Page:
“This is hurting the police even more, and it’s hiding the mistakes of management. It puts our first responders at even more risk if they don’t have an inquiry. They’re not the ones who deserve to take the brunt of this.”
More rallies are planned this week, including a march on the Nova Scotia Legislature Wednesday morning organized by families of victims who’ve launched a class-action lawsuit against the RCMP.
The demonstrators are angry there were no criminal charges against the gunman in the years leading up to his attack, despite multiple domestic violence and weapons complaints. His rampage started on April 18 in Portapique, N.S., with an assault on his common-law wife.
Protest organizers say there is clear precedence for a public inquiry – pointing to cases such as the Westray Mine disaster in Plymouth N.S., in 1992, when an inquiry was ordered just a week after 26 coal miners were killed in an explosion. That process led to new legislation that holds managers and directors of corporations criminally liable if they fail to take steps to protect the lives of their employees.
Ms. Mansley, who spent 24 years as an officer and had her own experiences with sexual assault, said the RCMP need a culture change when it comes to investigating domestic violence.
“There’s an attitude in the RCMP when it comes to these kind of calls, and I’ve seen it more than once. I’ve seen managers cover it up,” she said. “It just traumatizes victims further. These police officers are still out there with their same ideas on domestic violence.”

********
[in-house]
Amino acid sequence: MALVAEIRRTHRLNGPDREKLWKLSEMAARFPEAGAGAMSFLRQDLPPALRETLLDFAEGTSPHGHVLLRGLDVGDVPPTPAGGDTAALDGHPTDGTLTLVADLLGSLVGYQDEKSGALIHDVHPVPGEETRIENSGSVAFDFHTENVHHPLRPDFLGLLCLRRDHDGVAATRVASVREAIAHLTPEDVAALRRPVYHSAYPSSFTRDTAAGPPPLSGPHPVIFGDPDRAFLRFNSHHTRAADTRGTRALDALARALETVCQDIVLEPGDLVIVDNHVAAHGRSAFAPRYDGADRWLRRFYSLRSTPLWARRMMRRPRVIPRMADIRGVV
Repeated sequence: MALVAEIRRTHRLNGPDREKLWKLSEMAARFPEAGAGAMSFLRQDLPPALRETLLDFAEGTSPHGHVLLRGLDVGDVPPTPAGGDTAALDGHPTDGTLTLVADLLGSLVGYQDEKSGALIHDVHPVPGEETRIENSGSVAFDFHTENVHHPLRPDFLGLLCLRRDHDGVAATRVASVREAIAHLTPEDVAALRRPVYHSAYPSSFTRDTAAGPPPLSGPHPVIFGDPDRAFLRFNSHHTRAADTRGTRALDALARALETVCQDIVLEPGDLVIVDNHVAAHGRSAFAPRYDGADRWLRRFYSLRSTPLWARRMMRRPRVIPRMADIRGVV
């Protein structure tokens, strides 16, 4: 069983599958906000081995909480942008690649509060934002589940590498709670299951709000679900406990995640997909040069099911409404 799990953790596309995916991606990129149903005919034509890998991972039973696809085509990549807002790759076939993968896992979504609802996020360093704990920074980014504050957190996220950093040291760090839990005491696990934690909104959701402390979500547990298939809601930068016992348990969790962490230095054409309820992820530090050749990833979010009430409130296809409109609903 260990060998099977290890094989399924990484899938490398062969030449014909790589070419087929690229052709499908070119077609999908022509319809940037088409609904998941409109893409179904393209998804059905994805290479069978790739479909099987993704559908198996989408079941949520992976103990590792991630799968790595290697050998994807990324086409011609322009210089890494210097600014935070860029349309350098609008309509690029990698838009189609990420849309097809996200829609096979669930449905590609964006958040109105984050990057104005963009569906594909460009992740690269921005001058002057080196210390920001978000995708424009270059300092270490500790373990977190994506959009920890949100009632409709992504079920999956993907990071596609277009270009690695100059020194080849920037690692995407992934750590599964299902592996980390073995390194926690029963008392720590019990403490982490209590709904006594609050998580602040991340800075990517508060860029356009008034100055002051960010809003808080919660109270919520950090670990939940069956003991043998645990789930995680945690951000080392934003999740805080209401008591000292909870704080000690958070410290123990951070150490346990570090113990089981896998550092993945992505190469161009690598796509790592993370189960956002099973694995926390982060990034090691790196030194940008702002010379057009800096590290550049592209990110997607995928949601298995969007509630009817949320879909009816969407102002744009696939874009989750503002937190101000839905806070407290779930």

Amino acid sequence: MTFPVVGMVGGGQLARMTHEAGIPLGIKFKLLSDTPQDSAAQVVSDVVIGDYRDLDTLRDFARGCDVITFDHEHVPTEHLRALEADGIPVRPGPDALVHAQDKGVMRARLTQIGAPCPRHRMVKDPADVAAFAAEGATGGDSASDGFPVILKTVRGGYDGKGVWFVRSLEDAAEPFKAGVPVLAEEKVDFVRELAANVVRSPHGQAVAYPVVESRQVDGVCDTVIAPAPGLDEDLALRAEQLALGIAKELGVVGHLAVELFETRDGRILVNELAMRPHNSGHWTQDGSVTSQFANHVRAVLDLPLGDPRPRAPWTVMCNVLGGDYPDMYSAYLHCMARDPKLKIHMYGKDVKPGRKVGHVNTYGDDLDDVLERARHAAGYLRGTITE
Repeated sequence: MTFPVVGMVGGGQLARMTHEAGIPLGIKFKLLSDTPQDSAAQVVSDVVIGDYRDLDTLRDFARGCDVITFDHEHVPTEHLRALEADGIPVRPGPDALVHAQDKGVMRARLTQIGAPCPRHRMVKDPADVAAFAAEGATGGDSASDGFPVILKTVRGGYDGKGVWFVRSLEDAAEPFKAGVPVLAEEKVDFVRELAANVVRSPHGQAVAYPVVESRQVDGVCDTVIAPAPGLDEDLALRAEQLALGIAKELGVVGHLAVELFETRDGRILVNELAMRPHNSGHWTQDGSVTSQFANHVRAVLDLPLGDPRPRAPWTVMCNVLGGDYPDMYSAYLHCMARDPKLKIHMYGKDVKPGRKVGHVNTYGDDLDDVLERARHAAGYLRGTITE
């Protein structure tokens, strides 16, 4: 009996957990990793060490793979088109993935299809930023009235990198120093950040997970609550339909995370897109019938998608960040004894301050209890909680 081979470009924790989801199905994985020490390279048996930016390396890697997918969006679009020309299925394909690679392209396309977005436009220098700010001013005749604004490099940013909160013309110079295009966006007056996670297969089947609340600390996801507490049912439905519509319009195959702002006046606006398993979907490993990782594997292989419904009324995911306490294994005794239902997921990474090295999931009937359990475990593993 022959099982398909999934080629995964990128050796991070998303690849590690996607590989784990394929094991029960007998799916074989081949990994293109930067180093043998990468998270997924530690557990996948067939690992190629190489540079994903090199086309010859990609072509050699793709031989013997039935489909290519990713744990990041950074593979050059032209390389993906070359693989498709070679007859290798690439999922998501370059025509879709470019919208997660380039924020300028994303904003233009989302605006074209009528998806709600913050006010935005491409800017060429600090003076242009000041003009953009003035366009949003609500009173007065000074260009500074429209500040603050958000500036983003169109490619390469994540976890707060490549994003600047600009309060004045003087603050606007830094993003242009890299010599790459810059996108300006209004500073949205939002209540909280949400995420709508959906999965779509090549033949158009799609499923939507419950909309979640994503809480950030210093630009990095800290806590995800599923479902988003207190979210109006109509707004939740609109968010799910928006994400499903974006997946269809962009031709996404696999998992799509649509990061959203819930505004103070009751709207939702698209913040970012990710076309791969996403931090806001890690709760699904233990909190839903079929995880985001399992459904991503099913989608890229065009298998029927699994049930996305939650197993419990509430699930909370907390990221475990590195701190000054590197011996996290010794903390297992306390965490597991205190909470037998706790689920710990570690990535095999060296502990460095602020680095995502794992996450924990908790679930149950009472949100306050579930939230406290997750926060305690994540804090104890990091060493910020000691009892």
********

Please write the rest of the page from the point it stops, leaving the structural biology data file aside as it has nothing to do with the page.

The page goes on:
Critics complain the review of April’s mass killing lacks the teeth to properly examine the role domestic violence, and how it’s policed, played in the attack. If an RCMP officer involved in the case retires, for example, they would no longer be required to co-operate with the review.
Opposition politicians are calling for an emergency sitting of the provincial legislature to allow for a bill to be tabled forcing a public inquiry.
“There was only one thing these families asked for: an inquiry. Given the unthinkable tragedy they have been through, it wasn’t a lot to ask,” said Tim Houston, leader of Nova Scotia’s Progressive Conservative party.
“The Premier took the easy way out. He has denied justice and denied the opportunity to make positive change for our entire province and country.”
Claudia Chender, an NDP MLA for Dartmouth South who was at the Halifax rally, said an inquiry is the only way to ensure transparency and accountability for a province demanding answers.
“We need a public inquiry in which panelists are commissioners and can find the information they need to get to the truth and, most importantly, to get to justice,” she said.
Nova Scotia Premier Stephen McNeil has defended the review process and says its panelists – former chief justice of Nova Scotia Michael MacDonald; former federal attorney-general Anne McLellan; and Leanne Fitch, the former chief of the Fredericton Police Force – can ask his government for more powers if they need them.
With a report from The Canadian Press